The Works Progress Administration recognized the danger of masses of unemployed, desperate people. Not because they would seek to overthrow the government or turn to violence, but because they might be tempted to join and support radical parties that could promise them a better future. The Roosevelt Administration recognized that the US federal government was the only element of US society that could be sufficiently functional to pursue a nationwide effort of economic amelioration and investment. In addition, it recognized that the United States was still largely a rural, agricultural country that was not living up to its potential in terms of industrial production. Roads were bad in many parts of the country, and the rail system had only recently been fully extended to reach more remote areas. The ecological collapse in the Great Plains and the resulting Dust Bowl had also made swaths of heavily populated, formerly productive agricultural areas useless for their traditional purpose, and people were moving to cities in hopes of finding jobs and opportunities to build a new life.
So the administration embarked on the WPA: it would put any WPA supplicant to work building infrastructure that would provide a powerful base for the development of a fully industrialized country. It would give unemployed men a purpose in life, and help them earn wages and basic necessities.
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The Need For a WPA for the 2010s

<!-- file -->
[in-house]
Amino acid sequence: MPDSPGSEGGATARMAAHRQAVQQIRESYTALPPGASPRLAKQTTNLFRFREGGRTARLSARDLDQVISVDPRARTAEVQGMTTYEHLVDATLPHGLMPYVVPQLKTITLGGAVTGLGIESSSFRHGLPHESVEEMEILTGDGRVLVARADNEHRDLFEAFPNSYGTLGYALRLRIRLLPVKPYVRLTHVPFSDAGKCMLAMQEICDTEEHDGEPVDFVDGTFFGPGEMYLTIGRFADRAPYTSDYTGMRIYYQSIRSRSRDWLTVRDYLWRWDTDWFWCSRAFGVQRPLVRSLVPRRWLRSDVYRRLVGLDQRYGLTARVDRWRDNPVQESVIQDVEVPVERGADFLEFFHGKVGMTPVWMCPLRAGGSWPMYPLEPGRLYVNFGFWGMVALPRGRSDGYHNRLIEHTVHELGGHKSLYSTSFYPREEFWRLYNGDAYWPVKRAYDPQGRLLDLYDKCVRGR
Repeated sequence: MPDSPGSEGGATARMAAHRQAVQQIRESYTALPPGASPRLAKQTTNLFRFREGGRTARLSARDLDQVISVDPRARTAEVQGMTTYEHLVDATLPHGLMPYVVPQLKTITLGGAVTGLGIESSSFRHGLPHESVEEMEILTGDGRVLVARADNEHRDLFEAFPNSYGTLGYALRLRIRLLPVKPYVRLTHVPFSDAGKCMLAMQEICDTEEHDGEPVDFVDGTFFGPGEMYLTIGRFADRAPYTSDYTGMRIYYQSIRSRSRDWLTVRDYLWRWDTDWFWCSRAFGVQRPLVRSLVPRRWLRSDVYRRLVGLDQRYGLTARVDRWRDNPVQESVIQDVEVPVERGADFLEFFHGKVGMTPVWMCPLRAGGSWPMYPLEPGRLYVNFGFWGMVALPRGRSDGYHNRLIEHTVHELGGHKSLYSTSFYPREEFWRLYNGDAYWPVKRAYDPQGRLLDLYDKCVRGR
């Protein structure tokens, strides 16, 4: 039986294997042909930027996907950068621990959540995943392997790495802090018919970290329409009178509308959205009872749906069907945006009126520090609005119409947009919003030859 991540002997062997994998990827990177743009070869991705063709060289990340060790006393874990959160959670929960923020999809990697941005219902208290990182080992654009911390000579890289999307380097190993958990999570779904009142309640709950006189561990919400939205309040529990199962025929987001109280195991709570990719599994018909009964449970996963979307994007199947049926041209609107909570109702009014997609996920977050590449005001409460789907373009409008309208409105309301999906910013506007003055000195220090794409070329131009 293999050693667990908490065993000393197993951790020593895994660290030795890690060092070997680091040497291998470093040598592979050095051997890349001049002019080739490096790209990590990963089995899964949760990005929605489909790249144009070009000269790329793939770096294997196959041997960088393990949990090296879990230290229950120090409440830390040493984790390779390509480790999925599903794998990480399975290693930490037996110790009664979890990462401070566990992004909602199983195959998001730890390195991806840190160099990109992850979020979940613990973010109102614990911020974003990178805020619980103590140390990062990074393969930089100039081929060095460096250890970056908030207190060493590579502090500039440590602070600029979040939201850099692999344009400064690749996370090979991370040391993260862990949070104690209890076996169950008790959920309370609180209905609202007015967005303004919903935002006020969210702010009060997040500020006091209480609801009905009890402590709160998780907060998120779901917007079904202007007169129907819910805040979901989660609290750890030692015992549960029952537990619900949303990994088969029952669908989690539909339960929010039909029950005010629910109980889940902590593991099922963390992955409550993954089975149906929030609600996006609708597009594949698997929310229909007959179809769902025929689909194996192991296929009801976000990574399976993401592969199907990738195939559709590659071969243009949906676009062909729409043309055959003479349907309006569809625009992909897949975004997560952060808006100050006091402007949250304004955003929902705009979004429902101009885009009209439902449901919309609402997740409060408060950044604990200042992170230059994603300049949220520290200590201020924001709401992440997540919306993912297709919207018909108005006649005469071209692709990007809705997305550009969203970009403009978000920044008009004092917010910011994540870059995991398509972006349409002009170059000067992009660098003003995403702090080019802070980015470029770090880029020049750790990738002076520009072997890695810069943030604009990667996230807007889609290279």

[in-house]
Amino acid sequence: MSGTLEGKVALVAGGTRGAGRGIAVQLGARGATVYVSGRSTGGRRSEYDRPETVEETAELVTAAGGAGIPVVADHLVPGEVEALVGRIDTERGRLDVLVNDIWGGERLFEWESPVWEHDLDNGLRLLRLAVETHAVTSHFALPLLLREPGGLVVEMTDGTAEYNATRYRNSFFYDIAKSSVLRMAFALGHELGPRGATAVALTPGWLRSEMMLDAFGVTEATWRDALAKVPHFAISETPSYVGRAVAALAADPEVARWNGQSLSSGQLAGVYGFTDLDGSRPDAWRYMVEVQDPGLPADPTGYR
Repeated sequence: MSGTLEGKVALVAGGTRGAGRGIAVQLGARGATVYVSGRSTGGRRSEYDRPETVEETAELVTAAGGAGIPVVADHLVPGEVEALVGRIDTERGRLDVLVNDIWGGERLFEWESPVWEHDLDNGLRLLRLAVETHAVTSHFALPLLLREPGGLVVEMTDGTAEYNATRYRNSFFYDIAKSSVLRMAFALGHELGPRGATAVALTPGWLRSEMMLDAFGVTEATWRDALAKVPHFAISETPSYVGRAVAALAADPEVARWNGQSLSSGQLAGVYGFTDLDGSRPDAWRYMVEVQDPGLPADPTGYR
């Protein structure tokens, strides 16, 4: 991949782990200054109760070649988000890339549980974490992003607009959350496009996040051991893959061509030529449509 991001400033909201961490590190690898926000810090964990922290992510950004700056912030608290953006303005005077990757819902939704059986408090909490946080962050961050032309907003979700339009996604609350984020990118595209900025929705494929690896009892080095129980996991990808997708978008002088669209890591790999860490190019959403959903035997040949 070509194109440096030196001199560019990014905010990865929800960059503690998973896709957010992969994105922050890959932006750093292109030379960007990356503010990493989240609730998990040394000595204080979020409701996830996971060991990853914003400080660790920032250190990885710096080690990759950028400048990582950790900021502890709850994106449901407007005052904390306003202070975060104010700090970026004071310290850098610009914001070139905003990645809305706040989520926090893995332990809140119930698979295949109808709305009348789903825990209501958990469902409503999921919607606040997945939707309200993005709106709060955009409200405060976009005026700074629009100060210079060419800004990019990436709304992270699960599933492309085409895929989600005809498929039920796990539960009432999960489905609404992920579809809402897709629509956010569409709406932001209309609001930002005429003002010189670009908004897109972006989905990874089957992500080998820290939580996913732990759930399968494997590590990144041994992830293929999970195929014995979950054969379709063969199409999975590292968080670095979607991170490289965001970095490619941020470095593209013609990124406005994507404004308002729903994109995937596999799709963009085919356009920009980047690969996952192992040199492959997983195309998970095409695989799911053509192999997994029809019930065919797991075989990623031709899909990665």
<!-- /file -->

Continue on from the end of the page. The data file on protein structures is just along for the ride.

A new WPA for American infrastructure holds significant promise for a nation that faces many of the same challenges as were experienced in the Great Depression.
First, although unemployment statistics are largely massaged by utilizing very specific economic definitions of what constitutes an unemployed individual - for example, the well-known caveat that someone who no longer seeks work is not considered "unemployed" by official counts - the depth of the employment problem since the Great Recession is still clear. Upwards of 25% of Americans are unemployed, underemployed, or so discouraged by failed job hunts that they've just given up. This is extremely disconcerting for both the unemployed and by society, because this approaches Great Depression levels. And in a society where few people are self-sufficient and rely on a steady income to buy food to eat, this is potentially catastrophic. In some sectors, like the construction and manufacturing industries, the pain is far worse than the averages signify.
Extremist groups are on the rise as well. Although the Tea Party would vehemently deny it is extremist in any way, historically speaking the people its rhetoric appeals to are those who are most vulnerable to populist, extreme groups: the unemployed and those who fear for the future. The longer people go without hope of living the life they'd come to expect was standard in American society, the more likely they will be to listen to someone - anyone - who promises something better.
The 1930s are back with a vengeance, and something must be done. A new WPA offers hope on all counts.
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A New WPA and America's Infrastructure
A new WPA would scoop up the long term unemployed from the housing, manufacturing, and construction sectors, especially those with relevant skills in construction and manufacturing, and put some of them to work churning out steel, concrete, and other construction materials while others would begin using this material to start a comprehensive updating and reconstruction of American infrastructure. It would utilize government funds, possibly money budgeted for unemployment compensation, retraining, and public assistance and pay people to work in the WPA.